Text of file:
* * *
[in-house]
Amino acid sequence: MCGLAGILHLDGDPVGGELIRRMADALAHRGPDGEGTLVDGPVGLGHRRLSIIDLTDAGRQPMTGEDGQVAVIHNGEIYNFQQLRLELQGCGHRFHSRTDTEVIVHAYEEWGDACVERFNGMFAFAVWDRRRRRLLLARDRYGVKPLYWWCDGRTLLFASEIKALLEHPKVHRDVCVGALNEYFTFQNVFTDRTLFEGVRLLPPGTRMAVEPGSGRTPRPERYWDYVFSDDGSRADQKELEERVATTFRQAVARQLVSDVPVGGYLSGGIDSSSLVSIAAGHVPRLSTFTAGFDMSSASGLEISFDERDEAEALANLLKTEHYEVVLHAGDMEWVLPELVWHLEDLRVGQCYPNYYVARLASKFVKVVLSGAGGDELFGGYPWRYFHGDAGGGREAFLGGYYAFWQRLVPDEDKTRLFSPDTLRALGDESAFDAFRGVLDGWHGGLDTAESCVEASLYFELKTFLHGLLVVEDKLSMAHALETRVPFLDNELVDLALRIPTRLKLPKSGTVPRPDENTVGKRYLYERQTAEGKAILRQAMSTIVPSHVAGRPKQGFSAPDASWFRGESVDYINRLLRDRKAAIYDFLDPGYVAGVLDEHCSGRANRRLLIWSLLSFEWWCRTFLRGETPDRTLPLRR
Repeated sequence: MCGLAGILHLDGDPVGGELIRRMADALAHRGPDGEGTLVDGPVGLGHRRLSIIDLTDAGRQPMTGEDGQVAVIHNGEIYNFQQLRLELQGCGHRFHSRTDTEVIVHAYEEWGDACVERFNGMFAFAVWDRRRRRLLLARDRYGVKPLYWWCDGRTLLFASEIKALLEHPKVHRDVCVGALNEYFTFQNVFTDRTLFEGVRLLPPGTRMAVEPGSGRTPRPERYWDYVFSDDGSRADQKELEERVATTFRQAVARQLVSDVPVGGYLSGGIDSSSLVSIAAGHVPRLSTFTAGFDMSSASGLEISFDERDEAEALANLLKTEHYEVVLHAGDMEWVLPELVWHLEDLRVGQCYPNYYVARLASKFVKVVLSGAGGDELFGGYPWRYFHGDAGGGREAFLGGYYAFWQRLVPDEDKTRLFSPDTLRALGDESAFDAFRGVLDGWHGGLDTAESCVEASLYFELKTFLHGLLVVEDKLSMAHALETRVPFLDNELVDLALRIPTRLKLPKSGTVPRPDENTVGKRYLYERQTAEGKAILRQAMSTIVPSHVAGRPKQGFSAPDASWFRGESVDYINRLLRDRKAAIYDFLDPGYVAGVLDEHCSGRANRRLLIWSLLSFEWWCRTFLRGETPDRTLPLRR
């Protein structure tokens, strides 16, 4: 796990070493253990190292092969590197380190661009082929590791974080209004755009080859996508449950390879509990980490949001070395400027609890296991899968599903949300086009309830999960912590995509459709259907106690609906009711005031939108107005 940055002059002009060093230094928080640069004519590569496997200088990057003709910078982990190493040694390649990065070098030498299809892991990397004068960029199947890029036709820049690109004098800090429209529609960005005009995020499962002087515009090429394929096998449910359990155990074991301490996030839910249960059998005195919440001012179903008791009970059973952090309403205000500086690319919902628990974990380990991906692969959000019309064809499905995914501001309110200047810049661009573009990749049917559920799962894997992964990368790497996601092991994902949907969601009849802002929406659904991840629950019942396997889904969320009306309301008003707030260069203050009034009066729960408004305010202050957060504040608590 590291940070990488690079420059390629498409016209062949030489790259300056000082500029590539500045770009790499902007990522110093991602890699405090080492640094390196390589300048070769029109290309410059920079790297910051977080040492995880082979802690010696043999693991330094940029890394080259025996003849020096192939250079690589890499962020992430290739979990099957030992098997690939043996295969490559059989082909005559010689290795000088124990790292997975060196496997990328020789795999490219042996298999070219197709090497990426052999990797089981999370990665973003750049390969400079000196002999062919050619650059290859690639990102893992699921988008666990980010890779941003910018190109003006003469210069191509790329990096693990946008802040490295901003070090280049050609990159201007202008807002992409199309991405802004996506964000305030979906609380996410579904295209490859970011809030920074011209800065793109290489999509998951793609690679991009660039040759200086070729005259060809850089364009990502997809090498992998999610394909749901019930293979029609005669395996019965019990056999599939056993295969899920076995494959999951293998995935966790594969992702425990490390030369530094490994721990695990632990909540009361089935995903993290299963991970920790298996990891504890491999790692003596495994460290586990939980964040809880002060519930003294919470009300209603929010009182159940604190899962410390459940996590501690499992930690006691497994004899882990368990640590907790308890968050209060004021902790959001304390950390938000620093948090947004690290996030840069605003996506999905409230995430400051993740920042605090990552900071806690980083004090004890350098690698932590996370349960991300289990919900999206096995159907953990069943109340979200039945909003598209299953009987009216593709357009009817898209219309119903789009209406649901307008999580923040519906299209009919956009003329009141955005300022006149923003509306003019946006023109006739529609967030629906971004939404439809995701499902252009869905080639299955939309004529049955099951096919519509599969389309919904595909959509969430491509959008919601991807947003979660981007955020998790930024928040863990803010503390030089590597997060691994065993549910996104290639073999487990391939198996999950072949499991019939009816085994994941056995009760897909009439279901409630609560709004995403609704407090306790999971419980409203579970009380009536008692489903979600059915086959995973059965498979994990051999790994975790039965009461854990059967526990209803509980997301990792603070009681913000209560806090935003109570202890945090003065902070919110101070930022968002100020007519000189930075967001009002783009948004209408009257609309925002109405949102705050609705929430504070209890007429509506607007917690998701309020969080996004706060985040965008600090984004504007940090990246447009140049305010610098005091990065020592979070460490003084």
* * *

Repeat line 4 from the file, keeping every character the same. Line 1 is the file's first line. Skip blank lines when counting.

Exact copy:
């Protein structure tokens, strides 16, 4: 796990070493253990190292092969590197380190661009082929590791974080209004755009080859996508449950390879509990980490949001070395400027609890296991899968599903949300086009309830999960912590995509459709259907106690609906009711005031939108107005 940055002059002009060093230094928080640069004519590569496997200088990057003709910078982990190493040694390649990065070098030498299809892991990397004068960029199947890029036709820049690109004098800090429209529609960005005009995020499962002087515009090429394929096998449910359990155990074991301490996030839910249960059998005195919440001012179903008791009970059973952090309403205000500086690319919902628990974990380990991906692969959000019309064809499905995914501001309110200047810049661009573009990749049917559920799962894997992964990368790497996601092991994902949907969601009849802002929406659904991840629950019942396997889904969320009306309301008003707030260069203050009034009066729960408004305010202050957060504040608590 590291940070990488690079420059390629498409016209062949030489790259300056000082500029590539500045770009790499902007990522110093991602890699405090080492640094390196390589300048070769029109290309410059920079790297910051977080040492995880082979802690010696043999693991330094940029890394080259025996003849020096192939250079690589890499962020992430290739979990099957030992098997690939043996295969490559059989082909005559010689290795000088124990790292997975060196496997990328020789795999490219042996298999070219197709090497990426052999990797089981999370990665973003750049390969400079000196002999062919050619650059290859690639990102893992699921988008666990980010890779941003910018190109003006003469210069191509790329990096693990946008802040490295901003070090280049050609990159201007202008807002992409199309991405802004996506964000305030979906609380996410579904295209490859970011809030920074011209800065793109290489999509998951793609690679991009660039040759200086070729005259060809850089364009990502997809090498992998999610394909749901019930293979029609005669395996019965019990056999599939056993295969899920076995494959999951293998995935966790594969992702425990490390030369530094490994721990695990632990909540009361089935995903993290299963991970920790298996990891504890491999790692003596495994460290586990939980964040809880002060519930003294919470009300209603929010009182159940604190899962410390459940996590501690499992930690006691497994004899882990368990640590907790308890968050209060004021902790959001304390950390938000620093948090947004690290996030840069605003996506999905409230995430400051993740920042605090990552900071806690980083004090004890350098690698932590996370349960991300289990919900999206096995159907953990069943109340979200039945909003598209299953009987009216593709357009009817898209219309119903789009209406649901307008999580923040519906299209009919956009003329009141955005300022006149923003509306003019946006023109006739529609967030629906971004939404439809995701499902252009869905080639299955939309004529049955099951096919519509599969389309919904595909959509969430491509959008919601991807947003979660981007955020998790930024928040863990803010503390030089590597997060691994065993549910996104290639073999487990391939198996999950072949499991019939009816085994994941056995009760897909009439279901409630609560709004995403609704407090306790999971419980409203579970009380009536008692489903979600059915086959995973059965498979994990051999790994975790039965009461854990059967526990209803509980997301990792603070009681913000209560806090935003109570202890945090003065902070919110101070930022968002100020007519000189930075967001009002783009948004209408009257609309925002109405949102705050609705929430504070209890007429509506607007917690998701309020969080996004706060985040965008600090984004504007940090990246447009140049305010610098005091990065020592979070460490003084």